OECD Inventory Position at End-April and Revisions to Preliminary Data

Total OECD industry stocks were at 2,606 mb at the end of April, 9.9 mb higher than in March, but down 12.9 mb year-on-year.  Crude inventories totalled 967 mb, a rise of 10.9 mb on the month, but 13.9 mb lower than end-April 2006.  Total products stood at 1,354 mb, down slightly by 3.6 mb from last month, and 4.7 mb higher year-on-year.  'Other oils' meanwhile rose by 2.7 mb since March.  Forward demand cover fell slightly, but due to rounding stayed at 54 days, unchanged from end-March and end-April last year.  Taking a total downward revision of 3.8 mb into account, the first-quarter draw came in at a slightly higher 970 kb/d, compared with the 930 kb/d calculated in last month's report.



Recent Developments in ARA Independent Storage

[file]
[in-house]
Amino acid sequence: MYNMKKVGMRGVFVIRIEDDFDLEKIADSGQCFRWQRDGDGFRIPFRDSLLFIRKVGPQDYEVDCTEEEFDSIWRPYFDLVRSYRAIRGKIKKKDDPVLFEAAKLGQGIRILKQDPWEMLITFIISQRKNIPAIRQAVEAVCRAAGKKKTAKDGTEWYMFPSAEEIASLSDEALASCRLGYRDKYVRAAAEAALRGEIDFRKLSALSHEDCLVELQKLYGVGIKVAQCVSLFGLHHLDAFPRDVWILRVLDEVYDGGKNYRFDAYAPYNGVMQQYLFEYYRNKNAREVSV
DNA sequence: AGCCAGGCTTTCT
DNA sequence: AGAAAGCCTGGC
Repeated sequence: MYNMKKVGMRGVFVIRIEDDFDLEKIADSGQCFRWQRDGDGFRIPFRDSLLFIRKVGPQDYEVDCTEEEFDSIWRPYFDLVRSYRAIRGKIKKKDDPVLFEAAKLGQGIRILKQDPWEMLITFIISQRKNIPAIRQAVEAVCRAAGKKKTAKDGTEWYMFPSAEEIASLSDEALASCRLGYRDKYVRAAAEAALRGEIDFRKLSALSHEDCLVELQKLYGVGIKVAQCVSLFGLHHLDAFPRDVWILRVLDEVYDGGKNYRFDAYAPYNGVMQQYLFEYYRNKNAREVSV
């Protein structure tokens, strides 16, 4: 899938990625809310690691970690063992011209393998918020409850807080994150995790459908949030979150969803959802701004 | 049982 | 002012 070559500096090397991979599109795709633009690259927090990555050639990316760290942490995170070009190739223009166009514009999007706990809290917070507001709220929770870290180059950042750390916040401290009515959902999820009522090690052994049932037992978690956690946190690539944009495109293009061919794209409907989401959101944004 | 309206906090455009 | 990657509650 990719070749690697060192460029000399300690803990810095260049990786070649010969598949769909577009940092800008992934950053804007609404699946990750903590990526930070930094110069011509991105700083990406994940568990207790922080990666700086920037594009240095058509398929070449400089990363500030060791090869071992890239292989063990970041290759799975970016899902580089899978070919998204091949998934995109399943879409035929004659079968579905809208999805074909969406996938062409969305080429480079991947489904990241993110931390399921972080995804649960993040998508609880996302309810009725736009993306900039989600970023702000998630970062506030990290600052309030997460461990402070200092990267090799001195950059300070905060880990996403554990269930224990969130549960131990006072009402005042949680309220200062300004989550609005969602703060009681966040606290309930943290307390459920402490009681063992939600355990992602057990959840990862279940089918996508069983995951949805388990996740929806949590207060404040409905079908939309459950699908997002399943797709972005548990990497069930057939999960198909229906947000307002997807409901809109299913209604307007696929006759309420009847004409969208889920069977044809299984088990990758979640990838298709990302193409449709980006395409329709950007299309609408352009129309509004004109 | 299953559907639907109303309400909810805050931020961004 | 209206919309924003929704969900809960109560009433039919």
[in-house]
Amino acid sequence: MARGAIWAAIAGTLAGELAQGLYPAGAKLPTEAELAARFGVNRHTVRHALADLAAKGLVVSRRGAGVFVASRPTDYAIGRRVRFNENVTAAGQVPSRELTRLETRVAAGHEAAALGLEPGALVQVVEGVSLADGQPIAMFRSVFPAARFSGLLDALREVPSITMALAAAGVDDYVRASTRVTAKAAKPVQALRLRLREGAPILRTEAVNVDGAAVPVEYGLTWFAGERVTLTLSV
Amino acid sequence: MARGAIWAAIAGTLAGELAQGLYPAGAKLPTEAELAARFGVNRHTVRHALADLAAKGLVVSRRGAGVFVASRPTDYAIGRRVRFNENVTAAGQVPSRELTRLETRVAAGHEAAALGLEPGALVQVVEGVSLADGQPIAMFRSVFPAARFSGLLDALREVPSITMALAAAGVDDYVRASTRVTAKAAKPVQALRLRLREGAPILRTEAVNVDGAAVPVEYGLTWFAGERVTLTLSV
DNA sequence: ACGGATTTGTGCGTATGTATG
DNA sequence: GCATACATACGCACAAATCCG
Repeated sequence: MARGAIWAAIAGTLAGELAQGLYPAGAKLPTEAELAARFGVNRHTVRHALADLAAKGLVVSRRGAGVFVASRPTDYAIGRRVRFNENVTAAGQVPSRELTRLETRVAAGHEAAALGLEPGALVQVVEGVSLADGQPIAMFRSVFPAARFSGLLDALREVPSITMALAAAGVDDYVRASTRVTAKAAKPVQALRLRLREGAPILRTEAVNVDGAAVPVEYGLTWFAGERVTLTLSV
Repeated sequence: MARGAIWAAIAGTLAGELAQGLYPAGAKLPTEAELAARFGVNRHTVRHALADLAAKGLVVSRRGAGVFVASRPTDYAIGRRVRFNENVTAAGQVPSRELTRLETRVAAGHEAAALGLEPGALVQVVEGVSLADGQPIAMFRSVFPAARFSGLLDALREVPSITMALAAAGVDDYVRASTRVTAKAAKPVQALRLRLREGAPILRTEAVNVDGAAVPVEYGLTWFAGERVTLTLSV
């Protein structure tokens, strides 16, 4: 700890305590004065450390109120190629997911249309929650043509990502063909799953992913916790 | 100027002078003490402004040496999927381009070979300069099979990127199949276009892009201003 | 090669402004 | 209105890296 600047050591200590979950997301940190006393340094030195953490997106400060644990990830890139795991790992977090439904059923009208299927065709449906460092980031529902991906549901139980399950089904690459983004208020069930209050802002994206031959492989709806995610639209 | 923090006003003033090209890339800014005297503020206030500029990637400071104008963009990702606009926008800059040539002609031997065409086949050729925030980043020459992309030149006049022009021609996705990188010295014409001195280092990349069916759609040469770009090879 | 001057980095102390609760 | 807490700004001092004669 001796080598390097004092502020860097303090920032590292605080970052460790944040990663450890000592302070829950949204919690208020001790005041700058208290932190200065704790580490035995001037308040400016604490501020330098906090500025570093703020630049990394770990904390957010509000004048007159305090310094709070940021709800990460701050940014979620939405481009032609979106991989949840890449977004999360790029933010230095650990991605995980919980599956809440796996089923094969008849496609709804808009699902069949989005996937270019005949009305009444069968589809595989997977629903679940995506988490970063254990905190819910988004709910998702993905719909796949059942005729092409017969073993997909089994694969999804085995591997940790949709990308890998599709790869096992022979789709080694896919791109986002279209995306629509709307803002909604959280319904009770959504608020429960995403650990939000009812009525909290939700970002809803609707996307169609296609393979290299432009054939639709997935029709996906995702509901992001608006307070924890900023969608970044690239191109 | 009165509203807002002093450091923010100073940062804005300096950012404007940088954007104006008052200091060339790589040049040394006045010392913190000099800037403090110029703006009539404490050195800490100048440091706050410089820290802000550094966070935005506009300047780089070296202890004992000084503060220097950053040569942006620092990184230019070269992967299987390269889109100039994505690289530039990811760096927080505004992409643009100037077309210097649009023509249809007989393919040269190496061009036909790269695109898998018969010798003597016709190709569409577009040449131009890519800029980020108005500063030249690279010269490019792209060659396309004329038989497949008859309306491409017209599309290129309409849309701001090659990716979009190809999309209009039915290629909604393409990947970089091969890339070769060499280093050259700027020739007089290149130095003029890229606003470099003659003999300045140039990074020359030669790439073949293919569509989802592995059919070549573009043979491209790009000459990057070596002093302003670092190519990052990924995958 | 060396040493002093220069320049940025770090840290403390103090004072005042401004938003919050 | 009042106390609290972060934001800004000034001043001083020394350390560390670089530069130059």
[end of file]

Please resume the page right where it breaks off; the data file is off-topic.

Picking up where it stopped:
Total product stocks held in independent storage in the Amsterdam-Rotterdam-Antwerp (ARA) area fell by 1.4 mb in May, but remain at the top of their five-year average range.  Gasoil stocks drew by 1.3 mb, making up most of the drop, but fuel oil and naphtha also fell by 0.2 mb and 0.1 mb respectively.  The draw downs were partially offset by a small increase of 0.2 mb in gasoline stocks.  For the next few months the level of US gasoline imports from Europe will be important in determining the path of gasoline prices.  In this regard it is worth noting that ARA gasoline stocks, while lower than the peak seen earlier this year, are around 2.2 mb above historic lows for this time of year.  This would suggest that there is the potential for European exports to be maintained in the coming months.